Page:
Central Valley Farmers are Facing a Worker Shortage
It’s time for springtime hiring for many farms, but this year has been noticeably slower than previous years. Even though the summer harvest doesn’t officially start for another two months, most farms usually begin looking for workers months in advance. On top of the shortage of workers available to work, the large amount of rainfall this year means that there will be more work due to better conditions for crops. The sad reality is that many people do not want to work on farms and many people will end up feeling the pain associated with of the shortage of farm works. Joe Del Bosque, a farmer from Los Banos, states:
When we start harvesting melons in July it’s already hot and if people go out there and it’s 100 degrees people get discouraged. Usually they don’t– a lot of them just say this is too much I’ll look somewhere else or I’ll go on unemployment.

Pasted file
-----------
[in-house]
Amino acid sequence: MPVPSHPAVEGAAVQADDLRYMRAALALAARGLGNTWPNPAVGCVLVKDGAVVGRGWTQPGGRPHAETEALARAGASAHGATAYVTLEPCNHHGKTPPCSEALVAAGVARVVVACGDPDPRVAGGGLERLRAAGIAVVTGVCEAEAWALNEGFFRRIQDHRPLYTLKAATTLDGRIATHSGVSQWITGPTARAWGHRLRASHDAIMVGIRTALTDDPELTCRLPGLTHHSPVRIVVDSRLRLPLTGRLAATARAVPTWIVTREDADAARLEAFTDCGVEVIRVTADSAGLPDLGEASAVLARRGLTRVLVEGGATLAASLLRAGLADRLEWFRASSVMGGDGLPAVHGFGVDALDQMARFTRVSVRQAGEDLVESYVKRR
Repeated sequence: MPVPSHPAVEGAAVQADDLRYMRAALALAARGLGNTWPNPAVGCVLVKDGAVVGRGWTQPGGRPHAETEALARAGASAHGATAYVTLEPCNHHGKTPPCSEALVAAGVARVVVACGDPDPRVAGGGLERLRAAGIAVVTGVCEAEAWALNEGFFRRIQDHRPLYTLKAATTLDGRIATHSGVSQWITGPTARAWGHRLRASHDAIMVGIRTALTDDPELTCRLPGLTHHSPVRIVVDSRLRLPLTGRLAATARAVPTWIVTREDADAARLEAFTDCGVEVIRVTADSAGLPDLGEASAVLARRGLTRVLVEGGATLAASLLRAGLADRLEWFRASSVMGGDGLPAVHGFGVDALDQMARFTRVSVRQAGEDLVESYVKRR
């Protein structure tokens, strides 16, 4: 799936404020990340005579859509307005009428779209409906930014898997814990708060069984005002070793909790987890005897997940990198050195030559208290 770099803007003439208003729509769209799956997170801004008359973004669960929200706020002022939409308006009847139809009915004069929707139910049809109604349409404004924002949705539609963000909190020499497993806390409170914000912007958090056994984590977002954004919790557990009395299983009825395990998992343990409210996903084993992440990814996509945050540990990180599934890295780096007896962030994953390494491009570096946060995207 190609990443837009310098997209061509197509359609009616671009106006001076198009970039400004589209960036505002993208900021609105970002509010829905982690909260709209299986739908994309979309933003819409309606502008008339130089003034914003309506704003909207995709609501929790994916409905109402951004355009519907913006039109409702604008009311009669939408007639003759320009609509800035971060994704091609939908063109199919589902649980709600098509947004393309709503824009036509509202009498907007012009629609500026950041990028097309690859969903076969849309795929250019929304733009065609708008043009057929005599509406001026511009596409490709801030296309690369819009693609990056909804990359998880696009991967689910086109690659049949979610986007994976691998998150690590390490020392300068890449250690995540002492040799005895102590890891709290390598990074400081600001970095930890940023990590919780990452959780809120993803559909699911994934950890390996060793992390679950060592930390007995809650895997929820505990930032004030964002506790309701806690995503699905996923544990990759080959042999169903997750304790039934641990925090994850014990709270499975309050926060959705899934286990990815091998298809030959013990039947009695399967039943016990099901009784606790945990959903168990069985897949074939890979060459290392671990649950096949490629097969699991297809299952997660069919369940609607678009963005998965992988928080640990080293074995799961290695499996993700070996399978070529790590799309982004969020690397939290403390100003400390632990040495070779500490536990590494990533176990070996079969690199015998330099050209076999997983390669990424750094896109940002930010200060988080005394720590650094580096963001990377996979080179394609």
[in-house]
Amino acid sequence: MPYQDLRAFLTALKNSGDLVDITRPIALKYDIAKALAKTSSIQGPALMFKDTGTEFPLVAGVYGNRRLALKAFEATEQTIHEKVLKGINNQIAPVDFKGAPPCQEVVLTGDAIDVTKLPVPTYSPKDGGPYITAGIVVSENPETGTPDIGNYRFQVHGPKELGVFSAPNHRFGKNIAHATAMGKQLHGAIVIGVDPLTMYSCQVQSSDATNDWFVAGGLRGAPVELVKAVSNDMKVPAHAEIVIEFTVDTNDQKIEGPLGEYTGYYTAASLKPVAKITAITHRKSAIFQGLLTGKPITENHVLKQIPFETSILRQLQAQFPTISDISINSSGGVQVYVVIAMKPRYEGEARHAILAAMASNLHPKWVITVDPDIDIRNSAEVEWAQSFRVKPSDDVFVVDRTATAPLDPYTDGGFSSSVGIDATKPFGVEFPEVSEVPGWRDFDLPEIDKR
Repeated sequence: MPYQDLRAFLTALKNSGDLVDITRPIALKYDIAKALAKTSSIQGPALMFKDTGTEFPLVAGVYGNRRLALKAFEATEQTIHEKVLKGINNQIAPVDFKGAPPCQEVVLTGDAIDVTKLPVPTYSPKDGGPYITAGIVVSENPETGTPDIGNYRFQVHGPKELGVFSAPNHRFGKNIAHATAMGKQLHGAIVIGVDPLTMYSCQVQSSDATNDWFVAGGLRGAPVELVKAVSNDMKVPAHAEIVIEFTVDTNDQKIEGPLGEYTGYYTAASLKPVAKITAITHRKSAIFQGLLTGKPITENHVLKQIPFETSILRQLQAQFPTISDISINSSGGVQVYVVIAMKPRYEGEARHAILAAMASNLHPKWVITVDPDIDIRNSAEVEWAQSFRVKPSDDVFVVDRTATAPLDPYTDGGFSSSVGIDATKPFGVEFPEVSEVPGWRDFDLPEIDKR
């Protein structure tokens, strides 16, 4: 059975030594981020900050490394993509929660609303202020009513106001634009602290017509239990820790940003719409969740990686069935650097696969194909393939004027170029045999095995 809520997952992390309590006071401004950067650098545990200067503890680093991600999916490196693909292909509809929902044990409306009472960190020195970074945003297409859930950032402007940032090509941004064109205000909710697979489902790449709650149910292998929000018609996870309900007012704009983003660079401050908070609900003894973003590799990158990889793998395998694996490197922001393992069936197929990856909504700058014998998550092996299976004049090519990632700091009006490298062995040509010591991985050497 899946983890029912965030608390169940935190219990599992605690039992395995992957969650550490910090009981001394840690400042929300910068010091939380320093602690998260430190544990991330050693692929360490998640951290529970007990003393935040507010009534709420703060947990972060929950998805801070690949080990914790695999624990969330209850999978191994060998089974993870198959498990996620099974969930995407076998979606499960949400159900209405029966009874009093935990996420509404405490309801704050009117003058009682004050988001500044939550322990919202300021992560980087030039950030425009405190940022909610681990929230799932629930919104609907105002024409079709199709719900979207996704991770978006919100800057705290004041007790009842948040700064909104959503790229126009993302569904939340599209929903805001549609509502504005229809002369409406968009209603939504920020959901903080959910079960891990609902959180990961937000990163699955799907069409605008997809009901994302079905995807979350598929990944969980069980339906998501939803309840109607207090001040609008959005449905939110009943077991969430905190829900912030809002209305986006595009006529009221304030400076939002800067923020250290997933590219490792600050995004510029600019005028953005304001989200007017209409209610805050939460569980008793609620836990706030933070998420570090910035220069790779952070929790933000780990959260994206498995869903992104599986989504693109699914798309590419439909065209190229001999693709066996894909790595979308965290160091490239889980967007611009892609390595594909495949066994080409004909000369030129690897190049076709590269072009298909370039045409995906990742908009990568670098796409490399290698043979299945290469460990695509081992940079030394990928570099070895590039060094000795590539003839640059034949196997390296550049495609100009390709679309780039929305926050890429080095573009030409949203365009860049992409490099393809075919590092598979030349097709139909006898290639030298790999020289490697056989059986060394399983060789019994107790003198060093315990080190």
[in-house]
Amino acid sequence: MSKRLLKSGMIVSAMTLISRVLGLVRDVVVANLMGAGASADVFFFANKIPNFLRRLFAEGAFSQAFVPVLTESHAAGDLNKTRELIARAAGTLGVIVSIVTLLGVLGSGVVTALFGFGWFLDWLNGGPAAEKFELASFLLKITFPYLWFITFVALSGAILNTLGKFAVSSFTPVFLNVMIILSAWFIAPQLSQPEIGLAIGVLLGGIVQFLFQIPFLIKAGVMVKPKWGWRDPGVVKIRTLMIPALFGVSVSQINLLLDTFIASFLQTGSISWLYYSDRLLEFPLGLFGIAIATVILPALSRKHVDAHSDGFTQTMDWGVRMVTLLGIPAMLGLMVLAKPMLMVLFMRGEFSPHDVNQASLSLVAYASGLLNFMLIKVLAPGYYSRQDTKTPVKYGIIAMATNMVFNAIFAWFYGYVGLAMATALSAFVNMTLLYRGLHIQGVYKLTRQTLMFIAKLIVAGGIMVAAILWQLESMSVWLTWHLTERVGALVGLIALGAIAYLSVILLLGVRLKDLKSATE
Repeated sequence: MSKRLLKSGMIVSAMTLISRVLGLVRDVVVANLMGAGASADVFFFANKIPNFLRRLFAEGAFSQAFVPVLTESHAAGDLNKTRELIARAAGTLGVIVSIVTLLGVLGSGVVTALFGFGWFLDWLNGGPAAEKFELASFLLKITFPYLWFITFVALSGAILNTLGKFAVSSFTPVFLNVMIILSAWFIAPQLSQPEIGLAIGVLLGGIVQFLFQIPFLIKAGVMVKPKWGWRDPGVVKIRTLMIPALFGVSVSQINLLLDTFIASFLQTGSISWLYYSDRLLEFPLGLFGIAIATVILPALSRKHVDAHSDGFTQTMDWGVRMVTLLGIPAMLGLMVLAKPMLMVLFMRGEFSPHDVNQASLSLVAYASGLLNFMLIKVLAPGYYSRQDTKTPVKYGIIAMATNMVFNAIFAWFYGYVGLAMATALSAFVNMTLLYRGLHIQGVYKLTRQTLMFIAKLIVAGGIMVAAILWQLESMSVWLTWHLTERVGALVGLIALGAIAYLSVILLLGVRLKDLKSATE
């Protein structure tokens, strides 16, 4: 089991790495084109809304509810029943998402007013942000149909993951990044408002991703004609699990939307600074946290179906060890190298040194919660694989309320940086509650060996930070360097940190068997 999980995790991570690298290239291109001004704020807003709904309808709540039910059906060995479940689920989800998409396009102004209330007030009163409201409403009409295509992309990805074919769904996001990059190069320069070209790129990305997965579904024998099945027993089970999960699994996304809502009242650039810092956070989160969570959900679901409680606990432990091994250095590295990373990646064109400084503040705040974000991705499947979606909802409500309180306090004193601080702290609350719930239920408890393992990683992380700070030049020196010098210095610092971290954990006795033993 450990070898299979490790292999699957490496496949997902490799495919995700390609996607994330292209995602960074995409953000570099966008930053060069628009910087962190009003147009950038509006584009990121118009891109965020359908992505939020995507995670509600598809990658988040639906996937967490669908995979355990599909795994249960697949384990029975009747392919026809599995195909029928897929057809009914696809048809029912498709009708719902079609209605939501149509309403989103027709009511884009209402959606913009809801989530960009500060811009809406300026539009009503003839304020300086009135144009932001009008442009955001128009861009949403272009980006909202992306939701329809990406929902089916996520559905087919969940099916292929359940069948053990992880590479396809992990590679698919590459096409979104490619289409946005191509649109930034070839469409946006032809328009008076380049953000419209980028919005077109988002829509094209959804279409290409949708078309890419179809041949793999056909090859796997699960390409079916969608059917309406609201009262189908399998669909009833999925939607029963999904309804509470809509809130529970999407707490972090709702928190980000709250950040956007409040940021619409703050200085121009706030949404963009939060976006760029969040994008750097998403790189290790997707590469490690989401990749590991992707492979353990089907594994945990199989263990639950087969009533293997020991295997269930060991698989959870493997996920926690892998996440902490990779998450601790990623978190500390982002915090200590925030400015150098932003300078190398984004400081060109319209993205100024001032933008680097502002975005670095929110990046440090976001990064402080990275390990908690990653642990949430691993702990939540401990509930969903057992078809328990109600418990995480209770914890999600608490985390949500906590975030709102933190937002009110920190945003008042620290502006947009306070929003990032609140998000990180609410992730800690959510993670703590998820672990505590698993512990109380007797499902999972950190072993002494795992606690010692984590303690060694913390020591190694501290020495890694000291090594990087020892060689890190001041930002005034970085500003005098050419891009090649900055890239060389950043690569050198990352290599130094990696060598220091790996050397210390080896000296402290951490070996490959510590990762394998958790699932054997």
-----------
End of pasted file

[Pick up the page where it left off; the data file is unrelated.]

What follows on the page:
The Trump administration has certainly made it harder for immigrants to come and work on farms in the United States, which ABC 30 believes is contributing to the shortage of farm workers. ABC 30 stated:
[The worker shortage] could be in part to a drop in illegal border crossings which, compared to 2016, dropped more than 60-percent last month.
Hopefully something can be worked out to allow more immigrants to come over on work visas to alleviate the worker shortage on farms.
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